As we learn to enter each moment, all is not joy. We become acutely aware of both our personal baggage and the painful circumstances of our lives. This is when there is no substitute for the power of acceptance. Specifically, I pray that each of us will learn to accept our present lives in the following ways.
First, accept the mistakes of our past. Which one of us wouldn’t make different choices in retrospect? If we regret our lack of wisdom, we leave the present and dwell in futility. We need to reiterate a simple truth until it burns into our consciousness: there is absolutely nothing we can do to change the past! Regret is a vampire on our life’s blood. We can choose not to let it drain us.
Alcoholics Anonymous has a list of promises that resonate with beauty for everyone. One of them is, “We will not regret the past, nor wish to shut the door on it.” Why? Because God can use everything that has happened to us, even brutal failures, for our benefit. Romans 8:28 says, “We know that God causes everything to work together for the good of those who love God.” Every piece of our past is a potential learning experience. When we accept the wisdom it offers, we experience spiritual growth that leads to hope.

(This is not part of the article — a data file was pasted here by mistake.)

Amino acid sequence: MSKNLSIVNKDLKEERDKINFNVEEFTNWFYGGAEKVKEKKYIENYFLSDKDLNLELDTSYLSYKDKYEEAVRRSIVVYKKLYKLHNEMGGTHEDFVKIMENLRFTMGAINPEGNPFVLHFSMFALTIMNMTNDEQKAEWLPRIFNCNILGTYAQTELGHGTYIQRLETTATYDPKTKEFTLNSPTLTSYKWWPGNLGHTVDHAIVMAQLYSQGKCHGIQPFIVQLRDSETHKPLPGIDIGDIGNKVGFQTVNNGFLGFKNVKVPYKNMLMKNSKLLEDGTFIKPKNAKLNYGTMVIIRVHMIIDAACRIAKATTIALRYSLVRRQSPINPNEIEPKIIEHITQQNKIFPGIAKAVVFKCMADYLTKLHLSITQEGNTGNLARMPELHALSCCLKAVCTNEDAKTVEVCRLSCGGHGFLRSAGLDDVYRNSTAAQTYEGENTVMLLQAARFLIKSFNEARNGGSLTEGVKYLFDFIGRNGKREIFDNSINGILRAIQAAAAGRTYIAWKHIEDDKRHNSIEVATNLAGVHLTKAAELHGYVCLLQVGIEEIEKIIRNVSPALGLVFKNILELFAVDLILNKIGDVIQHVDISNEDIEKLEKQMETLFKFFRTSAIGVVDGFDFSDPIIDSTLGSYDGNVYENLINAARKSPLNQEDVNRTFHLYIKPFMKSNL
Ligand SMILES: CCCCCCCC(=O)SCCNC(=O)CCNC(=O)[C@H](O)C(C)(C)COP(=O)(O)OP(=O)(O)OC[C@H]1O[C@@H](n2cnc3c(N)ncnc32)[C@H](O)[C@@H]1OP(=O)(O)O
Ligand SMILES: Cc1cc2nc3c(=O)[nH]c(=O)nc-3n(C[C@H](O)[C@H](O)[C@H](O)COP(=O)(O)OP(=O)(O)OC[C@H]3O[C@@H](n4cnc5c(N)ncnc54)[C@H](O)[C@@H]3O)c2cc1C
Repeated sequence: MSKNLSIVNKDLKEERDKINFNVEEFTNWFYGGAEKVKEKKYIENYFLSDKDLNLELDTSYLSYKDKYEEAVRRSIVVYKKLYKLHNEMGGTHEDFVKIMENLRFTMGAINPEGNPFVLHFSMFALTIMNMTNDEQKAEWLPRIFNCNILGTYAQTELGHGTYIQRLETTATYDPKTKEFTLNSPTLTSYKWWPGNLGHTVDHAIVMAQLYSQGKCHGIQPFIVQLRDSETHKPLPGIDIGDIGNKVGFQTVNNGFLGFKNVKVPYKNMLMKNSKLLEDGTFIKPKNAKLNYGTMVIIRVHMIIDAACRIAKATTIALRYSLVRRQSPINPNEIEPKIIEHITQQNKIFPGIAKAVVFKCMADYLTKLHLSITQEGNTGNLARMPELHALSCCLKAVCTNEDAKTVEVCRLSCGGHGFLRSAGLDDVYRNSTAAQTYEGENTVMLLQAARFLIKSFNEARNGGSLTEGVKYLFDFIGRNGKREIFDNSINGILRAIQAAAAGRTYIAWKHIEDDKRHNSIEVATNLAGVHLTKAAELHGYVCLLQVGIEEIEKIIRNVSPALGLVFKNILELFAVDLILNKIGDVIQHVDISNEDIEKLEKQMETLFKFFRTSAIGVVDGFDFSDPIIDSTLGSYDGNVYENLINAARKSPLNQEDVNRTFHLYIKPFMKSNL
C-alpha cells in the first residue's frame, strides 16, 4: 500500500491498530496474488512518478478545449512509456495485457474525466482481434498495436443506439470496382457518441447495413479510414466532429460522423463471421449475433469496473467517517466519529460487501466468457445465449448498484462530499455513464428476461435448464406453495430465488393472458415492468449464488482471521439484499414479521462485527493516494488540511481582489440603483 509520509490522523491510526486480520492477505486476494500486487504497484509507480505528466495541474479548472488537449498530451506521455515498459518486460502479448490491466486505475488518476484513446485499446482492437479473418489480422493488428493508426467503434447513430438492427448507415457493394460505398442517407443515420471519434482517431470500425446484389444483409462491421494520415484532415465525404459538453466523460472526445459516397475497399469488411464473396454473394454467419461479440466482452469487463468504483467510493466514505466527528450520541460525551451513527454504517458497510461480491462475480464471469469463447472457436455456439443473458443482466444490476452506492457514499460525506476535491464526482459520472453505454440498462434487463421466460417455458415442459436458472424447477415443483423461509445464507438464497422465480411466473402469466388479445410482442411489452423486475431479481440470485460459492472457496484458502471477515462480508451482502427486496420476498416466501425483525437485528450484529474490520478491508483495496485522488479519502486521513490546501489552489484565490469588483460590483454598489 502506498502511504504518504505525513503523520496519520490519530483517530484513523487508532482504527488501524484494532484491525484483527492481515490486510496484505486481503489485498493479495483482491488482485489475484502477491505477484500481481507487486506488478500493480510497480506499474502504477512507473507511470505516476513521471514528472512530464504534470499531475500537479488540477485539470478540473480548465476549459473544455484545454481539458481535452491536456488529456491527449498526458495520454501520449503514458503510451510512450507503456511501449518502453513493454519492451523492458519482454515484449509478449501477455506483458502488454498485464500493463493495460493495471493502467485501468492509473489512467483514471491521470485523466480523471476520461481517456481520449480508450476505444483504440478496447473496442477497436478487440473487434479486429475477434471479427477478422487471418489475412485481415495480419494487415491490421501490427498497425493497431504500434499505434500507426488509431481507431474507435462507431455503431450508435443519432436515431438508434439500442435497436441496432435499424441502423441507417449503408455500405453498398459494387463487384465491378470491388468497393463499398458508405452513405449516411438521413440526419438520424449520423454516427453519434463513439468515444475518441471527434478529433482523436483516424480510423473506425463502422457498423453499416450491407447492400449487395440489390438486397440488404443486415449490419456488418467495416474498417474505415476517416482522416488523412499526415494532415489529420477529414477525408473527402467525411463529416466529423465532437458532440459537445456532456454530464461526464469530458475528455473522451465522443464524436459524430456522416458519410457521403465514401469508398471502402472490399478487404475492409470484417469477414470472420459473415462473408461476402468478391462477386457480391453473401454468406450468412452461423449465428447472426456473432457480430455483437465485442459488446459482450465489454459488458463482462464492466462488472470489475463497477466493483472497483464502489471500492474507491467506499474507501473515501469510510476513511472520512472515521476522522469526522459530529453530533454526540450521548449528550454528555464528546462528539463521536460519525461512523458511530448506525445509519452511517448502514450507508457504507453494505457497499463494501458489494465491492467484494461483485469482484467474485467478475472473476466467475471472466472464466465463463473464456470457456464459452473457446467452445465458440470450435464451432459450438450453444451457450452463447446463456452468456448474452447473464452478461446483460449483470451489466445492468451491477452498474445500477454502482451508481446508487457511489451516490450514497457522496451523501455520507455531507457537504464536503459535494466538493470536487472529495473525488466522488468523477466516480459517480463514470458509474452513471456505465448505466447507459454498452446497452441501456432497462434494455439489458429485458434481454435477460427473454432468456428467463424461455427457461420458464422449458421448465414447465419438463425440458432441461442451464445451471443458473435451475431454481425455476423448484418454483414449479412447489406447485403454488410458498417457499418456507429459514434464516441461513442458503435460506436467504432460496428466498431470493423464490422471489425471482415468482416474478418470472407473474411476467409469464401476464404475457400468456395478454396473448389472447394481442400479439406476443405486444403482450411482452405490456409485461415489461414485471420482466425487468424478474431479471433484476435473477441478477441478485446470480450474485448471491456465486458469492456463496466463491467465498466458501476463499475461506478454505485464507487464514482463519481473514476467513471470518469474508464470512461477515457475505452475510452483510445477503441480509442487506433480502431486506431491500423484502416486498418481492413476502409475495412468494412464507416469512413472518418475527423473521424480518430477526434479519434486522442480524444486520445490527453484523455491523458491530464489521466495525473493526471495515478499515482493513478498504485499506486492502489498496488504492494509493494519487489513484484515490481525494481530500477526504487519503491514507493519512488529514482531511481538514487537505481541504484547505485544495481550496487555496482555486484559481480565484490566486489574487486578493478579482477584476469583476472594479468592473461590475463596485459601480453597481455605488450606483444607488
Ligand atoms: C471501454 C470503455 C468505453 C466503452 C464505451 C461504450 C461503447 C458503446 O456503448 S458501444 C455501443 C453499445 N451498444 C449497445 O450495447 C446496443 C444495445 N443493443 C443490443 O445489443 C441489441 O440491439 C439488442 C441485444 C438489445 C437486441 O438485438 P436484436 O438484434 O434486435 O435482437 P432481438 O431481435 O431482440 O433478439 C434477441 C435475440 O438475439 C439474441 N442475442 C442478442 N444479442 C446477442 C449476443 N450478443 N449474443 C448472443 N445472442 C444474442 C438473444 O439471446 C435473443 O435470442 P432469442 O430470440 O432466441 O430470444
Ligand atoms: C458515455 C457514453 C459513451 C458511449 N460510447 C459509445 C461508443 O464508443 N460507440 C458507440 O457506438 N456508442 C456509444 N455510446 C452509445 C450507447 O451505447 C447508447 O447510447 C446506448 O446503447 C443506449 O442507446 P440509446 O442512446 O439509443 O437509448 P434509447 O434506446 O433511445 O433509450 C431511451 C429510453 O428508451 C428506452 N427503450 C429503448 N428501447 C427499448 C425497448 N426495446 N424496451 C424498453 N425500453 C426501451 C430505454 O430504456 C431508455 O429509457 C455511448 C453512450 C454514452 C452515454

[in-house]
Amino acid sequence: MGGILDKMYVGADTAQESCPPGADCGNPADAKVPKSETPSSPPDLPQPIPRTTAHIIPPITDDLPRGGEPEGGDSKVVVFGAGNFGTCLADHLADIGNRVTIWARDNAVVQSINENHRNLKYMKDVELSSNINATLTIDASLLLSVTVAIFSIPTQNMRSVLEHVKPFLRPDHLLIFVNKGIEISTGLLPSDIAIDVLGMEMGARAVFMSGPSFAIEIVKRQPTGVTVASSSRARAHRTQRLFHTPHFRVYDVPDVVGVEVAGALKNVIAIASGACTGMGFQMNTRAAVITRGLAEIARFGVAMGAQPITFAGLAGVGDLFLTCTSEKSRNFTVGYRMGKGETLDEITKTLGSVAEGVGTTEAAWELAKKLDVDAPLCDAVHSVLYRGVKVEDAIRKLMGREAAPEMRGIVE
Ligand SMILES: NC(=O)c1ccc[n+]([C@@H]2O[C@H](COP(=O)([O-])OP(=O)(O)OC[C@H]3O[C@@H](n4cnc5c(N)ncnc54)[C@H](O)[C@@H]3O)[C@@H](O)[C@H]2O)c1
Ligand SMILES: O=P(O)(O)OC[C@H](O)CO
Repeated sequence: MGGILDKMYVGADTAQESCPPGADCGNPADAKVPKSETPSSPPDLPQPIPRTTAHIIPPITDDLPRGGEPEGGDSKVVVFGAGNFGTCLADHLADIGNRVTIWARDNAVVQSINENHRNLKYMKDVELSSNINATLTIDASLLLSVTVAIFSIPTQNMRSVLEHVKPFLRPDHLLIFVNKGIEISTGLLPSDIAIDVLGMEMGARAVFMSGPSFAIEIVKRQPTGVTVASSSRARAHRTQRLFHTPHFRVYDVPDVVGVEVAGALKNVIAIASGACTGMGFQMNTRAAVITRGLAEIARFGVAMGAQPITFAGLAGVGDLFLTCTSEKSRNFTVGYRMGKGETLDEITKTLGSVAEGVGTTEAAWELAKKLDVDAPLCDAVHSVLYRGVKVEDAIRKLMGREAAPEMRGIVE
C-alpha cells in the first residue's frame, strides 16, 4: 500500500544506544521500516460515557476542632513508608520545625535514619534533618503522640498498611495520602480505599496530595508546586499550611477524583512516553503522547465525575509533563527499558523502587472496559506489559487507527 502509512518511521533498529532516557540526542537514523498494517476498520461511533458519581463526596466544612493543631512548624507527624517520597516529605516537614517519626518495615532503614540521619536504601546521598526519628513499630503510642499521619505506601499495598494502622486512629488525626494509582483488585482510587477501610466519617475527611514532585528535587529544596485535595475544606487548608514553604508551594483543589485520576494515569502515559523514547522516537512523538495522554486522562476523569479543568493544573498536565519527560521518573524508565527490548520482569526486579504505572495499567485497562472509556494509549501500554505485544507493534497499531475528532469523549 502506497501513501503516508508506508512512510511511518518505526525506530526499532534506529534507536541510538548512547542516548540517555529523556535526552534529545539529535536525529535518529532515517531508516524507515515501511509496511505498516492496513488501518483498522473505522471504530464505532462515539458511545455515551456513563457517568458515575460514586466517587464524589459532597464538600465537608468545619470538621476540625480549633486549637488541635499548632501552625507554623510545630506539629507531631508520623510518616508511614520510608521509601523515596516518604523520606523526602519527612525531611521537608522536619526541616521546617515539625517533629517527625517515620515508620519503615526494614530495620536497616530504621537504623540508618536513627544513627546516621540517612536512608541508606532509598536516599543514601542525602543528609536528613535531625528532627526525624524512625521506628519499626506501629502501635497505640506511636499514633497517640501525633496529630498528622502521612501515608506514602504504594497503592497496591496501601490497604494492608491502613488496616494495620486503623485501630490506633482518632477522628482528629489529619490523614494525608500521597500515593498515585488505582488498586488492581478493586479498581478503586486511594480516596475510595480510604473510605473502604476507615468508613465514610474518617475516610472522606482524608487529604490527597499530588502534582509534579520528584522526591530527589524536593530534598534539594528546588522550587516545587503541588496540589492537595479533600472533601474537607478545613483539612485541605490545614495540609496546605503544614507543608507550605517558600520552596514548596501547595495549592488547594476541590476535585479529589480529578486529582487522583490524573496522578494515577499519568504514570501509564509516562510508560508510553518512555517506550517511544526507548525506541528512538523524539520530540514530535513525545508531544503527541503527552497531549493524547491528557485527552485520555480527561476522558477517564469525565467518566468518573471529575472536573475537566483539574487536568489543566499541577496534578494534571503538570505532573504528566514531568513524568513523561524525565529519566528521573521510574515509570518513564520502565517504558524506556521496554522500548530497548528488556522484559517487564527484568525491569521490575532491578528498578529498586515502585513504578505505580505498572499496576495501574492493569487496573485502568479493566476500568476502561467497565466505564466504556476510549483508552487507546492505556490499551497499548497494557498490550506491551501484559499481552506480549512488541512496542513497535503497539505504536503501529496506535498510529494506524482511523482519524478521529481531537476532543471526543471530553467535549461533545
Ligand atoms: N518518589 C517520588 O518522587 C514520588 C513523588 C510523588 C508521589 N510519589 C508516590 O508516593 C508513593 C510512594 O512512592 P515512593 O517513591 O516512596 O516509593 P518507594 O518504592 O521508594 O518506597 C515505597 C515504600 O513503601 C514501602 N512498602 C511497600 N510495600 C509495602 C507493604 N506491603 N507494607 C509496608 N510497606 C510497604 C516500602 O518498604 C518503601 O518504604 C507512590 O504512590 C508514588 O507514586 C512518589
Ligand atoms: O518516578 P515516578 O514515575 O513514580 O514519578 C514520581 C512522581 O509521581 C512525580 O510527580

Second, accept the people in our lives. Some of us drive ourselves insane trying to change others! It might be a spouse, child, co-worker, or neighbor. We disapprove of their behavior. We sit in judgment. We think that by confronting or lecturing them, we will get what we want. This only undermines our own serenity. We have absolutely no real control over other people. Only the power of God – if they choose to receive it – can alter the course of their lives. That choice is theirs. Live and let live; see how much freer you feel!
Finally, accept ourselves as God accepts us. Remember how Jesus condensed over 600 Jewish laws into two basic commandments. First, “Love the Lord, your God, with all your heart, mind, and strength.” Second, “Love your neighbor as yourself.” It’s those words, as yourself that often trip us. We can be so hard on ourselves! No matter how many admirable attributes we possess, we focus too often on what we lack.
I pray you will forgive yourself as God has forgiven you. I pray you will be kind and gracious to yourself. I pray you will realize that when John says, “For God so loved the world…” it means, “for God so loved YOU!” Accept your precious identity as a child of God. There has never been, and never will be, a person on this planet exactly like you. Celebrate your awesomeness!
Enter the moment; then accept the moment. Acceptance is not resignation. It is deeper and more powerful, a platform for lasting change. As a recovering brother says: “Until I accept life on life’s terms, I cannot be happy. I need to concentrate not so much on what needs to be changed in the world as what needs to be changed in me and in my attitudes.”